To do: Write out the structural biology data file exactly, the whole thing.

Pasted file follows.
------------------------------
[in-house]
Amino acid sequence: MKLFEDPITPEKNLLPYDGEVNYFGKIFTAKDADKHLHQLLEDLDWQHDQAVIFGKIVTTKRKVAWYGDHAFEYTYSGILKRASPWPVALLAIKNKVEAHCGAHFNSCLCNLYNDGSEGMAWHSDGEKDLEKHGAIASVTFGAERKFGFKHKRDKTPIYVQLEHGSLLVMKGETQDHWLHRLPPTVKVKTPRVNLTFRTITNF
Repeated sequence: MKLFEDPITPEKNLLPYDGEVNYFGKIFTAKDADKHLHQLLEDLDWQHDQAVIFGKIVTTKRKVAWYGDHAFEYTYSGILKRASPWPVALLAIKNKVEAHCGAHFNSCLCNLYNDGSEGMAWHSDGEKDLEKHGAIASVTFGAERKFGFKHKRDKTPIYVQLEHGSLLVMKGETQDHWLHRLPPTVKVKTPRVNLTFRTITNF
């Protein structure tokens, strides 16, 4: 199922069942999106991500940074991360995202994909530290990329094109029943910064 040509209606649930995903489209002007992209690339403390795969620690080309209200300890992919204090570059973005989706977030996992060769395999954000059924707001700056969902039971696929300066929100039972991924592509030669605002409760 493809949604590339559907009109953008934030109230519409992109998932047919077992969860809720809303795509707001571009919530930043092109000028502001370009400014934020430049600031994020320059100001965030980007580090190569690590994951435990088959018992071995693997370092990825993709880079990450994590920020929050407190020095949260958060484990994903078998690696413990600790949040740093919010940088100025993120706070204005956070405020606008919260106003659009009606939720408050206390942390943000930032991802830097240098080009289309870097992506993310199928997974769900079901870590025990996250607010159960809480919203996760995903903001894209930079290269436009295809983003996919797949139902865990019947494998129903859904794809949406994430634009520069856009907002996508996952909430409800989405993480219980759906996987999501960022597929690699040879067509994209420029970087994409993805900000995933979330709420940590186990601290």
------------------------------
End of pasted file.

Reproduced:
[in-house]
Amino acid sequence: MKLFEDPITPEKNLLPYDGEVNYFGKIFTAKDADKHLHQLLEDLDWQHDQAVIFGKIVTTKRKVAWYGDHAFEYTYSGILKRASPWPVALLAIKNKVEAHCGAHFNSCLCNLYNDGSEGMAWHSDGEKDLEKHGAIASVTFGAERKFGFKHKRDKTPIYVQLEHGSLLVMKGETQDHWLHRLPPTVKVKTPRVNLTFRTITNF
Repeated sequence: MKLFEDPITPEKNLLPYDGEVNYFGKIFTAKDADKHLHQLLEDLDWQHDQAVIFGKIVTTKRKVAWYGDHAFEYTYSGILKRASPWPVALLAIKNKVEAHCGAHFNSCLCNLYNDGSEGMAWHSDGEKDLEKHGAIASVTFGAERKFGFKHKRDKTPIYVQLEHGSLLVMKGETQDHWLHRLPPTVKVKTPRVNLTFRTITNF
């Protein structure tokens, strides 16, 4: 199922069942999106991500940074991360995202994909530290990329094109029943910064 040509209606649930995903489209002007992209690339403390795969620690080309209200300890992919204090570059973005989706977030996992060769395999954000059924707001700056969902039971696929300066929100039972991924592509030669605002409760 493809949604590339559907009109953008934030109230519409992109998932047919077992969860809720809303795509707001571009919530930043092109000028502001370009400014934020430049600031994020320059100001965030980007580090190569690590994951435990088959018992071995693997370092990825993709880079990450994590920020929050407190020095949260958060484990994903078998690696413990600790949040740093919010940088100025993120706070204005956070405020606008919260106003659009009606939720408050206390942390943000930032991802830097240098080009289309870097992506993310199928997974769900079901870590025990996250607010159960809480919203996760995903903001894209930079290269436009295809983003996919797949139902865990019947494998129903859904794809949406994430634009520069856009907002996508996952909430409800989405993480219980759906996987999501960022597929690699040879067509994209420029970087994409993805900000995933979330709420940590186990601290």